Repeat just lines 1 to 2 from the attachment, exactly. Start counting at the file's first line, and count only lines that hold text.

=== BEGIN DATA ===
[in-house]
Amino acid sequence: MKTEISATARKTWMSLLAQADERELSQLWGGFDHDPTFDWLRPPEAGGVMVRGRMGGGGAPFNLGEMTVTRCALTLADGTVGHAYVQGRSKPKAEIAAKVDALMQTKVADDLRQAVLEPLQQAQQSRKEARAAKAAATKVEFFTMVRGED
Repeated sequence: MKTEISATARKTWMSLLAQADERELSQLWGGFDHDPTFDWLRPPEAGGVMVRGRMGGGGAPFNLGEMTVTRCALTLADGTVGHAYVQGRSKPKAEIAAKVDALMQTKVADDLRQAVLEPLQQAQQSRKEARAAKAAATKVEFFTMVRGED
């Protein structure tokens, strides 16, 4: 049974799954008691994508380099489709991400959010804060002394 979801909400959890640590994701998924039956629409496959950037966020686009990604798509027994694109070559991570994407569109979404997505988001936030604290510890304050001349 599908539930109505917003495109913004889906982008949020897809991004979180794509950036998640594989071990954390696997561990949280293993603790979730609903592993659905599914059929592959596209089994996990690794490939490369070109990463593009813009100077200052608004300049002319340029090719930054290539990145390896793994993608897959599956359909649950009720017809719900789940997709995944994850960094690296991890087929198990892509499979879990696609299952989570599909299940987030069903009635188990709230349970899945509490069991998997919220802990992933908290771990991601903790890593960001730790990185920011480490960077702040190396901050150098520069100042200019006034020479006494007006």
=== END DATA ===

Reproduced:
[in-house]
Amino acid sequence: MKTEISATARKTWMSLLAQADERELSQLWGGFDHDPTFDWLRPPEAGGVMVRGRMGGGGAPFNLGEMTVTRCALTLADGTVGHAYVQGRSKPKAEIAAKVDALMQTKVADDLRQAVLEPLQQAQQSRKEARAAKAAATKVEFFTMVRGED